“Whoa! I don’t think this is gonna work out!” cried CBS announcer Jim Nantz as Prescott slid to a halt with eight seconds on the clock and counting. The trouble with a run-up-the-middle approach in this situation is that it only works if football is an infinite pursuit, existing free from the constraints of the time-space continuum. “What a glorious battle! May it be waged forevermore!” McCarthy seemed to think, picturing himself as some sort of Norse god, with the millennia stretched out before him. Yet down here on our mortal plane, the Cowboys’ season was swirling the drain with astonishing speed.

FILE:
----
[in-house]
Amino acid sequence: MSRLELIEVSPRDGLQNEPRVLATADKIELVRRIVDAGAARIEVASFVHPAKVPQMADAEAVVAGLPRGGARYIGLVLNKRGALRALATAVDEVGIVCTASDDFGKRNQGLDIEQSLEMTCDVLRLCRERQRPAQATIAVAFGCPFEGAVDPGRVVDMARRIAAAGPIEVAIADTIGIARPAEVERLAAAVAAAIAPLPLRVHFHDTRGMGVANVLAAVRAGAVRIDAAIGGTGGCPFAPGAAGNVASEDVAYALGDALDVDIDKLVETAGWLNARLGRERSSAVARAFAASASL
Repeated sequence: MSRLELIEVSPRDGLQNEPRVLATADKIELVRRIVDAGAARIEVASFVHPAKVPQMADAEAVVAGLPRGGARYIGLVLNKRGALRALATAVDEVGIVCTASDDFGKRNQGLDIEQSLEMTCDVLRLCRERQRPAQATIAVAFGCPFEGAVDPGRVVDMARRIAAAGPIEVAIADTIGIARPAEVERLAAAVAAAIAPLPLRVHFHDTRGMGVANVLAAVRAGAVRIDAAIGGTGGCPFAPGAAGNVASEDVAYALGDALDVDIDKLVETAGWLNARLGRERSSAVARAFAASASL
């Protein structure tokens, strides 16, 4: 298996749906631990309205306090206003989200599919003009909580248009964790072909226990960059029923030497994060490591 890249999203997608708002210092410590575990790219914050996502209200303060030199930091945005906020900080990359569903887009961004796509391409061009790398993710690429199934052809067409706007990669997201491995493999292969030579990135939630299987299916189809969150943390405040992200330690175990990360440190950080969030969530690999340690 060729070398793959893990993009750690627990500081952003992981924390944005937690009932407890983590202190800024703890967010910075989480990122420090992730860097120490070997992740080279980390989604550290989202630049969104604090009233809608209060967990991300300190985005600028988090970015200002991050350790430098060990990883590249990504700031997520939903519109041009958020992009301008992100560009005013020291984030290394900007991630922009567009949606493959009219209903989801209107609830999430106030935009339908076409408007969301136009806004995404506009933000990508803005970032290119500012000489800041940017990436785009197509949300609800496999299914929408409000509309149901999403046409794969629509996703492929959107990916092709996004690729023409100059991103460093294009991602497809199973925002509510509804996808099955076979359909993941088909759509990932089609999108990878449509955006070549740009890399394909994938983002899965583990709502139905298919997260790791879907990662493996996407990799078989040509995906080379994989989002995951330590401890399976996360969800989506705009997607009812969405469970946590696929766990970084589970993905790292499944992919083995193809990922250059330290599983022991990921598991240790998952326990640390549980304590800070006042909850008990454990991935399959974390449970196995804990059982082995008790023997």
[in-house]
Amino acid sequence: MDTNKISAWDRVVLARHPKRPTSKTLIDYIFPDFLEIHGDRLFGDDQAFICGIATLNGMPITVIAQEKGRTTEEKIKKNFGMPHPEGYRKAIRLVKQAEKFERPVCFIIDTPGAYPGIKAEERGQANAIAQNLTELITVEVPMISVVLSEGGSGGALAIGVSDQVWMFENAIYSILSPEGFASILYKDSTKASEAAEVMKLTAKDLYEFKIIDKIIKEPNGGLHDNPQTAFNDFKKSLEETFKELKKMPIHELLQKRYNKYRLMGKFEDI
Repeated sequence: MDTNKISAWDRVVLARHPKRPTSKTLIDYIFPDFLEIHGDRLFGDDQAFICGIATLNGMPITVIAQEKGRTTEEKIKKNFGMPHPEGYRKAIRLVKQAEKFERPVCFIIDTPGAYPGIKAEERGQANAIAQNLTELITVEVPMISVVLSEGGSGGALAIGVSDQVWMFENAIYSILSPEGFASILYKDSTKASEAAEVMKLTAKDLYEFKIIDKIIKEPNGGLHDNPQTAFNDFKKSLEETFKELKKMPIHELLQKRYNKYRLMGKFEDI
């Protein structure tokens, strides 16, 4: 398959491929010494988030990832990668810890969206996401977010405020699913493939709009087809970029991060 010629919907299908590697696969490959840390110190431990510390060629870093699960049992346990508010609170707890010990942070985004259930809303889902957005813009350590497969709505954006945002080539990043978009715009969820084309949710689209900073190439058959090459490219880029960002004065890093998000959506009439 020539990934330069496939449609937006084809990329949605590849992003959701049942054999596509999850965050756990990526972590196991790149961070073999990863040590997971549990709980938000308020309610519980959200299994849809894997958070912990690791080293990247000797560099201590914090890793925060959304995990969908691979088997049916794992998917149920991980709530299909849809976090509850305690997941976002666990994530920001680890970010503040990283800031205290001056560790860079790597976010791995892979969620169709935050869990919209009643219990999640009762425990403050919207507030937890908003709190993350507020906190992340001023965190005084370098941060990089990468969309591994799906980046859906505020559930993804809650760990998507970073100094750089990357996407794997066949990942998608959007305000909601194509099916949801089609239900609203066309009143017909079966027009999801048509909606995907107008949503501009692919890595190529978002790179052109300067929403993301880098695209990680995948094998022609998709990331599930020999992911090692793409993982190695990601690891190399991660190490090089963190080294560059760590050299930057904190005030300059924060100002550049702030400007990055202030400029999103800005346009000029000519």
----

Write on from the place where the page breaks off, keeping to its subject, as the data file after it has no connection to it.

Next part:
The Dallas offense hurriedly lined up to get off another play and stop the clock before it reached zero. Along the way, Prescott neglected to hand the ball to an official, instead giving the ball to his center so he could spot the ball. Here Dallas ran up against a technicality: The offense is not actually allowed to spot the ball themselves, for the same reason that a runner in baseball is not allowed to call himself safe—it creates a certain conflict of interest. A member of the officiating team, specifically the umpire, must place the ball before the next play can begin. So the Cowboys, in their hurry to bunch up at the line, only succeeded in creating a blockade of large men through which the umpire had to scrabble and claw in order to do his job. Meanwhile: tick, tick, tick, game over. After the game, McCarthy would, in cowardly fashion, blame the officials for the snafu, even though as you can see above, the umpire was frantic in his effort to save the Cowboys from themselves.